Cooperating as a way of invigorating or revealing interdependencies
Katia Buoro, Xavier Desjardins, 2011
No territory is autarkic. Interdependence between territories expresses itself in multiple ways, through the exchange of goods, persons, and information. For some fifty years, mobility has increased considerably. This increase in mobility can reinforce processes whereby territories specialize in “domains of excellence”: some specialize in attracting economic activity, others become more residential, and so on. To facilitate these interdependencies, territories may decide to cooperate.
Such territorial specialization can cause problems. Areas in which jobs are concentrated may be tempted to disregard housing, while affluent communities may be inclined to neglect affordable housing. This situation is well known. In France, it led to efforts to counteract the potentially segregationist consequences of the transfer of urban planning responsibilities to local governments that occurred between 1982 and 1983 by increasing incentives to implement housing policy at the local level. In this way, the goal was less to reveal interdependencies than to insist that territories take responsibility for them. However, by cleverly twisting the parameters, many local territories have managed to absolve themselves of their duty to pursue genuine policies of territorial solidarity.
Another example is that of water. In France, water is a local public service. Municipalities have been responsible for it since the Revolution. The municipality is thus the legal structure that provides drinkable water as well as water treatment services. It is responsible for these services’ quality and cost, the technology they use, and ensuring they function properly. Each municipality necessarily belongs to an array of territories served by the same water system: a river, with all the tributaries and waterways flowing into it. A watershed is a coherent ecosystem comprised of different elements: water, land, and mineral, vegetal, and animal resources. The territories spanning it collect rainwater and contribute to the river’s flow. In this way, water acquires its chemical composition and reflects the natural processes and human activities found on its soil. Water is thus a natural resource that promotes strong connections between territories. Water creates interdependence.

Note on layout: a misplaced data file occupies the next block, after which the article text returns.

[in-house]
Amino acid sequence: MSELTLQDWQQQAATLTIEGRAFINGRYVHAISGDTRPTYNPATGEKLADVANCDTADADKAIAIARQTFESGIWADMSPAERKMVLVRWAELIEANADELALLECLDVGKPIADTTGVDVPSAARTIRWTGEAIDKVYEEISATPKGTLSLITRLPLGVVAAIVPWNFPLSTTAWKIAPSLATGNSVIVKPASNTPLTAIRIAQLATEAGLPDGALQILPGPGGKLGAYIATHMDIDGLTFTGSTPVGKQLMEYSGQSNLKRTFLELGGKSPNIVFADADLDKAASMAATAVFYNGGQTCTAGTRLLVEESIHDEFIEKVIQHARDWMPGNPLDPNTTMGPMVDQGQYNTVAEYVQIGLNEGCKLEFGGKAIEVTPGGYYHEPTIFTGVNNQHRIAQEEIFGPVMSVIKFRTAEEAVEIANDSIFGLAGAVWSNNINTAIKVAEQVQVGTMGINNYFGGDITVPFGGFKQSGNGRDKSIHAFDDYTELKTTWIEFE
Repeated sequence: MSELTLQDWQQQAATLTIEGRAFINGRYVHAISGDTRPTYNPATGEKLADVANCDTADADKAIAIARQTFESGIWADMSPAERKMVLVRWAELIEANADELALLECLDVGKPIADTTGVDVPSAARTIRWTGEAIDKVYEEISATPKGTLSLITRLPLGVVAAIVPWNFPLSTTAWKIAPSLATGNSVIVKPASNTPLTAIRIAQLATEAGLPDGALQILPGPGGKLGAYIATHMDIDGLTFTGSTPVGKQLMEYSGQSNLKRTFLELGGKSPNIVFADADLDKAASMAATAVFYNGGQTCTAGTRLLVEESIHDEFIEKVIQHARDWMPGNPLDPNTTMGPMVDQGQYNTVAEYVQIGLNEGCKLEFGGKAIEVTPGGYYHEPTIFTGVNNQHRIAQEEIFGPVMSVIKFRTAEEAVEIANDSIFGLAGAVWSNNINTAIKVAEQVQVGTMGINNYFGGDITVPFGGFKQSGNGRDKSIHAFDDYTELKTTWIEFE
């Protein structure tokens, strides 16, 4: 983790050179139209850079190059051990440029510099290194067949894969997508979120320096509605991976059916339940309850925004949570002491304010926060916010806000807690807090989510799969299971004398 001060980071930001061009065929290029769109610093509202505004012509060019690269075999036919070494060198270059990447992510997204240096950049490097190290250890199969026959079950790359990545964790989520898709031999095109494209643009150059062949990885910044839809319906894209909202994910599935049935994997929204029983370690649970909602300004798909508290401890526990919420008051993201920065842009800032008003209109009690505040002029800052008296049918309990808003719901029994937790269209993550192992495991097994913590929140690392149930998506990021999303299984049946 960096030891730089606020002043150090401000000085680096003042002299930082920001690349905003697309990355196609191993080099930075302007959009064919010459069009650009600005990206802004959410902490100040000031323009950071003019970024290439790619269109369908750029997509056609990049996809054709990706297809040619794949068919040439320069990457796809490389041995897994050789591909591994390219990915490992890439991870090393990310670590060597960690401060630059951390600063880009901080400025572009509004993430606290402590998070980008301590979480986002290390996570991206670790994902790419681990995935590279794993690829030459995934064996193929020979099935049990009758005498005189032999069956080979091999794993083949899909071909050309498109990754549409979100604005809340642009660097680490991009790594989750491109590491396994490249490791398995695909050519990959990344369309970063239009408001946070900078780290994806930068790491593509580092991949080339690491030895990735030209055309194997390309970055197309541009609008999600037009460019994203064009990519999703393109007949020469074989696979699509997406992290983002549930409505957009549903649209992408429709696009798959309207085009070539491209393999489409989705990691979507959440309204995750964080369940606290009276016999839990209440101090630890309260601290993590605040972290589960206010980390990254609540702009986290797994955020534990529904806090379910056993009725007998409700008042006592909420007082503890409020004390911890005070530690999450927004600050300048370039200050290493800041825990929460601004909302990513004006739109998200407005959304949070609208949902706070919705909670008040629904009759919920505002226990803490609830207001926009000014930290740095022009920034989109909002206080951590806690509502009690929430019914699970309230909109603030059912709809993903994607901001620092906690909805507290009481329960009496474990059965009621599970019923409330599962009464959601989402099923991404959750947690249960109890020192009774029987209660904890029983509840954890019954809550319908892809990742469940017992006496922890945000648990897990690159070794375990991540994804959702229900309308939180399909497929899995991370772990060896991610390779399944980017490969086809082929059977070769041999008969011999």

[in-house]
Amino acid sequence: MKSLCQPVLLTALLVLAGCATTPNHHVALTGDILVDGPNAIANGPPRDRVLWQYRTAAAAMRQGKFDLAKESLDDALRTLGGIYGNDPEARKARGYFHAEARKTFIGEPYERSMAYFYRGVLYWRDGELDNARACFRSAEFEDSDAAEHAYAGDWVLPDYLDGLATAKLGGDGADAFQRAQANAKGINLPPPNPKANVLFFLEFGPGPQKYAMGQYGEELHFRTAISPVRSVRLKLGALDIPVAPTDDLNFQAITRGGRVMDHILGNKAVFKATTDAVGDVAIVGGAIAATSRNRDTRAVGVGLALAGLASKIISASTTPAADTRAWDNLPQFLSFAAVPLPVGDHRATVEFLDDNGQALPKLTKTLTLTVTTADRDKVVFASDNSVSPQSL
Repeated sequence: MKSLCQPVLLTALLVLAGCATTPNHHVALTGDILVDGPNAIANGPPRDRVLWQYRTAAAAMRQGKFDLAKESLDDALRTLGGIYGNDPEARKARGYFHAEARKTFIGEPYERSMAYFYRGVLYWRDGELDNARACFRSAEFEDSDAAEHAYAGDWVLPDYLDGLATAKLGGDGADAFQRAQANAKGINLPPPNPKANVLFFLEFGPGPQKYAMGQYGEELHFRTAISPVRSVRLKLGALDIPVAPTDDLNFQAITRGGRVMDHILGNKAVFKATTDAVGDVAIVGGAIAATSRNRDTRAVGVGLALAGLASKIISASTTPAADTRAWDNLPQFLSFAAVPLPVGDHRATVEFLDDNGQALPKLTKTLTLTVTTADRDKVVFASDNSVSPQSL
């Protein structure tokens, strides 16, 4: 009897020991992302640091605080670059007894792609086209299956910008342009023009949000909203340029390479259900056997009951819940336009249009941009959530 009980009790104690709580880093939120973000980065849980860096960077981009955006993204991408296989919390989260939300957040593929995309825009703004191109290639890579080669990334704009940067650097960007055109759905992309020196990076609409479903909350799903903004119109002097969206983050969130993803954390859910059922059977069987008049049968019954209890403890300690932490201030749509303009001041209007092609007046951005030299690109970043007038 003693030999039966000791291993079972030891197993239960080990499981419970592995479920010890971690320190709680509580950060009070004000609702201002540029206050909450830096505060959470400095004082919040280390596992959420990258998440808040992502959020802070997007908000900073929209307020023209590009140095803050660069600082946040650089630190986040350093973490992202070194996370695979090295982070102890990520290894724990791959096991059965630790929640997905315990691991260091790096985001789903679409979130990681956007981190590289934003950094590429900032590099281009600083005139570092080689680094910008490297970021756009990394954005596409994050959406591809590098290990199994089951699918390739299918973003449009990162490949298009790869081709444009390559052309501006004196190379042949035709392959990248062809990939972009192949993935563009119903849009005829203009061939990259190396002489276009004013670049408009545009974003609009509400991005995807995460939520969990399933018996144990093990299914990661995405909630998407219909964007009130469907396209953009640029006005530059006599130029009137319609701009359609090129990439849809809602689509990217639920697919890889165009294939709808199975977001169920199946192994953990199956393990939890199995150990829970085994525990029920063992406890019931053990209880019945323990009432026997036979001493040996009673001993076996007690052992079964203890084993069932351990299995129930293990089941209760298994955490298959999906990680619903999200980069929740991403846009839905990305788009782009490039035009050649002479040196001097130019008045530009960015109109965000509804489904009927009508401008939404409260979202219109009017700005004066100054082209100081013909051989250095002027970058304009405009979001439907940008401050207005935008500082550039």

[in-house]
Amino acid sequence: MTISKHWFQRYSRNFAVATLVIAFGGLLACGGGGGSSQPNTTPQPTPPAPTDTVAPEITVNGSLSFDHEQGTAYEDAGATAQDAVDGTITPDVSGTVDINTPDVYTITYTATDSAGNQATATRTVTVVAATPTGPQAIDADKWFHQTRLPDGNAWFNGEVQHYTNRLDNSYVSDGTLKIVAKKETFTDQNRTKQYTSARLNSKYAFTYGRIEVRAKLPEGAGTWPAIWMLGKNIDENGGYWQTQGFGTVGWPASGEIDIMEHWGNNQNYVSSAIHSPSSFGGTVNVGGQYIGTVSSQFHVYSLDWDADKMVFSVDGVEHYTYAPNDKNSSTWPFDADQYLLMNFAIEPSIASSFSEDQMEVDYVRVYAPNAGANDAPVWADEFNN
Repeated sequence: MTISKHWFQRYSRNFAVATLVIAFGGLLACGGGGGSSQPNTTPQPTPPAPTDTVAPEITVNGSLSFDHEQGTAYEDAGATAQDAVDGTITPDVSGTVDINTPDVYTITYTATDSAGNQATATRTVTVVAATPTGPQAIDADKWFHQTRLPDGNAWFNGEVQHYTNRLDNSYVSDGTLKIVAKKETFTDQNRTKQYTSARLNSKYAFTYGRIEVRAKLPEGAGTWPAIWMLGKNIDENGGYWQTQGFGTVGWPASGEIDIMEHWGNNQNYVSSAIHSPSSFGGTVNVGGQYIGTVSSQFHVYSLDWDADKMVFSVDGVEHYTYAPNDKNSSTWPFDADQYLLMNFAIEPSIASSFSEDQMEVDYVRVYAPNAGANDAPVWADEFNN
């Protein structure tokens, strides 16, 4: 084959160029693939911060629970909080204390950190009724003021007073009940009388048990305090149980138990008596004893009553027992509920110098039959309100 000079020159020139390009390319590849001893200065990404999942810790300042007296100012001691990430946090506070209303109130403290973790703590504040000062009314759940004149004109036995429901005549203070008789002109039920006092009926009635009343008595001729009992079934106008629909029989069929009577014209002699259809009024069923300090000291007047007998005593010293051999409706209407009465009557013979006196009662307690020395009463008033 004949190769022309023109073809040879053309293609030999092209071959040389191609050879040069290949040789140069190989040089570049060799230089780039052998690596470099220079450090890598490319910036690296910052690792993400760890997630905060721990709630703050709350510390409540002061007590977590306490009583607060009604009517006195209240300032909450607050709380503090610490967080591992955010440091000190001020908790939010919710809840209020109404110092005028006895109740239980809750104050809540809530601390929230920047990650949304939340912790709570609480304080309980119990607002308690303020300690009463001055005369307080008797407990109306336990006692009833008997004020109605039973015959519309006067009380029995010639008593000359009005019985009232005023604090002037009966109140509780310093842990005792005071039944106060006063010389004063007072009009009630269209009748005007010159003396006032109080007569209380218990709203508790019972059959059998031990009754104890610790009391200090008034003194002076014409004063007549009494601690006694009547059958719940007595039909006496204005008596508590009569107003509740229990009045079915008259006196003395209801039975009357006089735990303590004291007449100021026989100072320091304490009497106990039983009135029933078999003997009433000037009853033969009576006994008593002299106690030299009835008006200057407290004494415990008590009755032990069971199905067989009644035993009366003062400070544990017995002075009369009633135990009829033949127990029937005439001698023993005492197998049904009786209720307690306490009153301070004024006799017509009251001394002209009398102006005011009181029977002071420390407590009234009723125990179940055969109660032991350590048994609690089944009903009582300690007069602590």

In 1964, the French state established six water agencies corresponding to the country’s six watersheds. The basic parameter of water management policies is thus the watershed, the resource’s relevant geographic space. Each water agency is an executive organization responsible for implementing policies defined by broad national goals. Their goal is improve each watershed’s water quality. How do these agencies act? They are economic structures. They create solidarity between their various territories by collecting fees from consumers of drinking water and, for preventative reasons, from the watershed’s polluters. It is on the basis of this solidarity that they justify their actions. Thus they subsidize projects for building, expanding, and improving treatment plants and wastewater collection networks, the implementation of cleaner production processes, and so on.
In order to promote, at the watershed level, the rational use of water resources, the struggle against pollution, and the protection of aquatic milieus, these agencies are also responsible for coordinating outlines for the organization of the development and management of water resources (schéma directeur d’aménagement et de gestion des eaux, or SDAGE) and resulting water resource development and management outlines (schémas d’aménagement et de gestion des eaux, or SAGE). For each watershed, SDAGEs define the fundamental guidelines for a balanced approach to managing water resources, in addition to goals relating to quantity and quality. The legal scope of these documents is considerable. Indeed, local urban planning documents (outlines of territorial coherence, local urban planning projects, municipal maps, and so on) must be compatible with these basic goals. They must include no measures that are contrary to the SDAGE.